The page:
Whatever you believe the reason to be, businesses of all types have struggled to retain workers during the pandemic.
Many companies have tried different strategies for retaining their workforce, but some in the wine industry have gotten down to brass tacks, prioritizing pay and opportunities for their workers.
Willamette Valley Vineyards is doing just that, recently announcing it was adopting an emergency measure to boost the base wage of all hourly agricultural workers 6.2%. The action takes effect on January 1 and is independent of the company’s annual compensation review in May.
Additionally, the Oregon-based winery in January is phasing in the time-and-a-half for agricultural overtime work that the Washington State Legislature has adopted. The Washington law — and WVV’s new policy — eliminates the overtime exemption and phases in the reduction of minimum hours required to begin receiving overtime pay over three years.
“The rapid rise of inflation is hurting our hourly paid farm employees the most, so we are increasing their compensation effective on January 1,” Willamette Valley Vineyards Founder and CEO Jim Bernau said.
Willamette Valley Vineyards employs approximately 45 full-time hourly field agricultural workers
ballooning to 135 at harvest. The winery did not use any federal PPP loans or grants during the
Pandemic as Bernau said he believed those limited taxpayer funds should be available to smaller businesses in greater need.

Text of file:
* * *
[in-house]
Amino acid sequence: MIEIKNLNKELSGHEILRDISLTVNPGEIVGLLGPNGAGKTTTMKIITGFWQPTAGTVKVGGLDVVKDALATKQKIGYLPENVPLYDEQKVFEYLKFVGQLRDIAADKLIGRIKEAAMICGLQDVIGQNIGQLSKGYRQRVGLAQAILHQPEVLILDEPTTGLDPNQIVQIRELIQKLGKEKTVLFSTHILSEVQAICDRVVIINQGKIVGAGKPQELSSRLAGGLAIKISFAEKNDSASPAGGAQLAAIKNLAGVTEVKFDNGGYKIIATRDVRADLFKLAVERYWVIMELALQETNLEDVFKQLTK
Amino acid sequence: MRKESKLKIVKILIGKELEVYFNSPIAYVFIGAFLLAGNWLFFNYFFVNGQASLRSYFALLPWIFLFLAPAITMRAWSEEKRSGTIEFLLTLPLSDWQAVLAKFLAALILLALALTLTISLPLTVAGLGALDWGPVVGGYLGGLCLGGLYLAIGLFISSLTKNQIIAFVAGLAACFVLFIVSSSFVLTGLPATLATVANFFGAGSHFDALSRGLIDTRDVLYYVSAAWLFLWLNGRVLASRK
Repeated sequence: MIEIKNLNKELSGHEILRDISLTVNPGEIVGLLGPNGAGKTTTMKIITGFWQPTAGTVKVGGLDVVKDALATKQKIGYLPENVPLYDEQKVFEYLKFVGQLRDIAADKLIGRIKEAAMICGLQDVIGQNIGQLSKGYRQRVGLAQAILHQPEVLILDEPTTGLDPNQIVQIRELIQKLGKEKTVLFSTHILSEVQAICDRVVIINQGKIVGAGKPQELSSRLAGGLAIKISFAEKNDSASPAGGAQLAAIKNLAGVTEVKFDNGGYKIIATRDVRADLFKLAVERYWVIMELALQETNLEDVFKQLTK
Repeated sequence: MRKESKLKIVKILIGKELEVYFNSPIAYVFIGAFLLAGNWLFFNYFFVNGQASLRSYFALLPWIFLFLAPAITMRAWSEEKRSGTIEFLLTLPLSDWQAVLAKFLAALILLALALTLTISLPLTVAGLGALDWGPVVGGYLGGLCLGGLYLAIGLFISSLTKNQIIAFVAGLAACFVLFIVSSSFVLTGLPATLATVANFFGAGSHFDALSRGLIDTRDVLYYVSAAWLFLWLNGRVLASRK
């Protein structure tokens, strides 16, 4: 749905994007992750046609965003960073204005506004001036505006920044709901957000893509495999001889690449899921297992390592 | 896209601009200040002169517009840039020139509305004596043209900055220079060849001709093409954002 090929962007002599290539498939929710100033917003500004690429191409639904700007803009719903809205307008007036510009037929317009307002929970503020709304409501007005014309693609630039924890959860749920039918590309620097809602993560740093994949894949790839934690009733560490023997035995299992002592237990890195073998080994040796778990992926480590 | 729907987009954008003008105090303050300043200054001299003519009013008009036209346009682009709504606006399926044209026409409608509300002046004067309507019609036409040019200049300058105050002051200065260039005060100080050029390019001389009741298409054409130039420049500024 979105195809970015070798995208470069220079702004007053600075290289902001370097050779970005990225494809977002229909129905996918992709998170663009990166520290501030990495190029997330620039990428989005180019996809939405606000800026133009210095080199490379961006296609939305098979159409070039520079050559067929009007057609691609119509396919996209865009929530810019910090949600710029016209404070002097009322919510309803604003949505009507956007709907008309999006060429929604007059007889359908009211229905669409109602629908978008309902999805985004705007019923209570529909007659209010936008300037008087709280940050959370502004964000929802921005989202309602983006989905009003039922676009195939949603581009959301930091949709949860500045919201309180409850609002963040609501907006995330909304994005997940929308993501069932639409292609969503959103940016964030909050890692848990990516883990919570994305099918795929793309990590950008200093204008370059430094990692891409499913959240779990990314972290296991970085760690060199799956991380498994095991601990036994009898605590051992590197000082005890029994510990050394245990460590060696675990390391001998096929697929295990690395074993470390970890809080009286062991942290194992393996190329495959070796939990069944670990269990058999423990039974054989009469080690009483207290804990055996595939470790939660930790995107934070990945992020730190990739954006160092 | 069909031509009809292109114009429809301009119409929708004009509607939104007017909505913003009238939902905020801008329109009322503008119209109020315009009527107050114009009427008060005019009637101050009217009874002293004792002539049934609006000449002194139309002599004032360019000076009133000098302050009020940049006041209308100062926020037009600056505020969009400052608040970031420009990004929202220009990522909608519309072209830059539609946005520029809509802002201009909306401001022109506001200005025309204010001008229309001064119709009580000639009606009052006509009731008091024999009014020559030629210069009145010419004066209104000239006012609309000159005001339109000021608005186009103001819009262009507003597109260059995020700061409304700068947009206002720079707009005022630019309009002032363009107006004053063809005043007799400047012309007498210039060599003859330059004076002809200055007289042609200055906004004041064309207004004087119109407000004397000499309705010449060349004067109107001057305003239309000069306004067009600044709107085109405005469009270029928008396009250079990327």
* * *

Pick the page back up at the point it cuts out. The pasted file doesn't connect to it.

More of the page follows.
In Texas, Ron Yates, owner of Ron Yates Wines and Spicewood Vineyards in the Texas Hill Country AVA, said paying employees a little bit more to ensure they stay on board has always been a priority of his.
“Customers will comment on how long some of our employees have been around,” said Yates, noting the value in regulars recognizing familiar faces when they visit the tasting room.
Lost Draw Cellars co-founder Andrew Sides said working to retain employees has continued to be a priority amid hiring challenges that have been apparent in most industries.
“Growth in any business means added personnel in every facet of the business,” he said. “While hiring through labor shortages has its own caveat of challenges, I think the biggest challenge with growth has been making sure we are providing meaningful opportunities for people and nurturing each and every one of them through the process.”